Non-liquid Alternative Fuels:
Certification: Staff estimates that the Rule’s fuel rating certification requirements affect approximately 550 industry members (compressed natural gas producers and distributors and manufacturers of electric vehicle fuel dispensing systems) and consume approximately one hour each per year for a total of 550 hours.
Recordkeeping: Staff estimates that all 1,900 industry members (non-liquid fuel producers, distributors, and retailers) are subject to the Rule’s recordkeeping requirements (associated with fuel rating certification) and that compliance requires approximately one-tenth hour each per year for a total of 190 hours.
Labeling: Staff estimates that labeling requirements affect approximately nine of every ten industry members (or roughly 1,700 members), but that the number of annually affected members is only 340 because labels may remain effective for several years (staff assumes that in any given year approximately 20% of 1,700 industry members will need to replace their labels). Staff estimates that industry members require approximately one hour each per year for labeling their fuel dispensers for a total of 340 hours.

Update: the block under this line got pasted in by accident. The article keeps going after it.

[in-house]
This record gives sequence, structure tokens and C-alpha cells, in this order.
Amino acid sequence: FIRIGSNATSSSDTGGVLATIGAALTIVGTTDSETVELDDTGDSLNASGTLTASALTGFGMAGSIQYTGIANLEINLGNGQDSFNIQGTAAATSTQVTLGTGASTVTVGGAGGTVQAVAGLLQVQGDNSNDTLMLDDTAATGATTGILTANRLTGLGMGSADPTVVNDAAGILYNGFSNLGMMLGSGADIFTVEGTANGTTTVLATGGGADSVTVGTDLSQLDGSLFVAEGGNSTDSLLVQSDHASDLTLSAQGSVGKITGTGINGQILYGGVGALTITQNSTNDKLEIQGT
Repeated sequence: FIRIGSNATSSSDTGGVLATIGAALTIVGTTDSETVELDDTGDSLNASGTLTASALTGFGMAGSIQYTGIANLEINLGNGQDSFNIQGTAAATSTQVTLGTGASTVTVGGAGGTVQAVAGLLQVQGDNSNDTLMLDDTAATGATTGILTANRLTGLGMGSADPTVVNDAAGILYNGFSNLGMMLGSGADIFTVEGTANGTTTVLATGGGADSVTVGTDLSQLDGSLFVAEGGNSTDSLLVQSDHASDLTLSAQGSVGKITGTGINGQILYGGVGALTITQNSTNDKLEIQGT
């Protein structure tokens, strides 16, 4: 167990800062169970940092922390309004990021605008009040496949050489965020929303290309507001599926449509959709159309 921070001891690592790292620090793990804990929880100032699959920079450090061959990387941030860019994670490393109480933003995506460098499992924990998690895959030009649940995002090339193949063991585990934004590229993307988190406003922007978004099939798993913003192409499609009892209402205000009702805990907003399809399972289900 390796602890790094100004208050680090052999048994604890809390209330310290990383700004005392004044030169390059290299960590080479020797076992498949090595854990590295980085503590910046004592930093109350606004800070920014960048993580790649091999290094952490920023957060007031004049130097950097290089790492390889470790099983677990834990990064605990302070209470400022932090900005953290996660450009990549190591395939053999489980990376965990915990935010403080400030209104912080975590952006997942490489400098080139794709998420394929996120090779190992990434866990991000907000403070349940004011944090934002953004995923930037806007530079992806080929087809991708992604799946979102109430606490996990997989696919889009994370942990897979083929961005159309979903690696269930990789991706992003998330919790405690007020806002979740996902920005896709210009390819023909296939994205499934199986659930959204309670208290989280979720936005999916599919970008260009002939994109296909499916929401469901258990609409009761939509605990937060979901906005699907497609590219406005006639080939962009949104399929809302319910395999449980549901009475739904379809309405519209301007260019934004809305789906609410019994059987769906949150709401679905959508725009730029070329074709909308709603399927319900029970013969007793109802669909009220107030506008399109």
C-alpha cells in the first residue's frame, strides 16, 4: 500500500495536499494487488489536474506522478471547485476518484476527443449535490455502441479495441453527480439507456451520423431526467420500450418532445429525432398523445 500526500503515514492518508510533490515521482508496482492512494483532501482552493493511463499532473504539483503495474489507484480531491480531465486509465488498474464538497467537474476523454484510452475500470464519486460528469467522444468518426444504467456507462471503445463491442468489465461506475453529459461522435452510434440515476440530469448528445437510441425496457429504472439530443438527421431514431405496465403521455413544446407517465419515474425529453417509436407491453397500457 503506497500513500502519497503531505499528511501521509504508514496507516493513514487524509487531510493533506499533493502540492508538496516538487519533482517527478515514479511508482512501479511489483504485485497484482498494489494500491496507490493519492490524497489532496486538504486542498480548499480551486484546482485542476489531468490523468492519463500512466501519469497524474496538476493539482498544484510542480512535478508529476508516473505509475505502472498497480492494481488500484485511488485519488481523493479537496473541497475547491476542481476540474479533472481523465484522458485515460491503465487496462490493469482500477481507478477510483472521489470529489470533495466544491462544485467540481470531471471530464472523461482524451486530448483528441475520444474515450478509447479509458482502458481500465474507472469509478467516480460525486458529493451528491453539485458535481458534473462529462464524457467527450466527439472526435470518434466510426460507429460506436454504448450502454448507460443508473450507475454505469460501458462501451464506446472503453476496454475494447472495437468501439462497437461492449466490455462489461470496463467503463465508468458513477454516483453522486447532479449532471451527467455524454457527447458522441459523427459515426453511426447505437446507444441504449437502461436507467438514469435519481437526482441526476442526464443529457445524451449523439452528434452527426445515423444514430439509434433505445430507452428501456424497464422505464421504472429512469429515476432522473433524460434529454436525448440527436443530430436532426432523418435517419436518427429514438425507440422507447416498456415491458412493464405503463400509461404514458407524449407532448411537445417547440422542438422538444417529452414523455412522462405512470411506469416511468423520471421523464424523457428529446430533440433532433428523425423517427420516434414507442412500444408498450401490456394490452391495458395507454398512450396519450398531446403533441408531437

Sub-total (Non-liquid Alternative Fuels): 1,080 hours (550 + 190 +340).
Recordkeeping: Staff estimates that a total of 8 manufacturers require 30 minutes to comply with the Rule’s recordkeeping requirements for a total of 4 hours.
Producing labels: Staff estimates 2.5 hours as the average time required of manufacturers to produce labels for each of the five new AFV models introduced industry-wide each year for a total of 12.5 hours.
Posting labels: Staff estimates 2 minutes as the average time to comply with the posting requirements for each of the approximately 1,121,153 new AFVs manufactured each year for a total of 37,371 hours.
Sub-total (AFV Manufacturers) : 37,388 hours (4 + 12.5 + 37,371).
Thus, the total burden for these industries combined is approximately 38,000 hours (1,080 + 37,388), rounded to nearest thousand.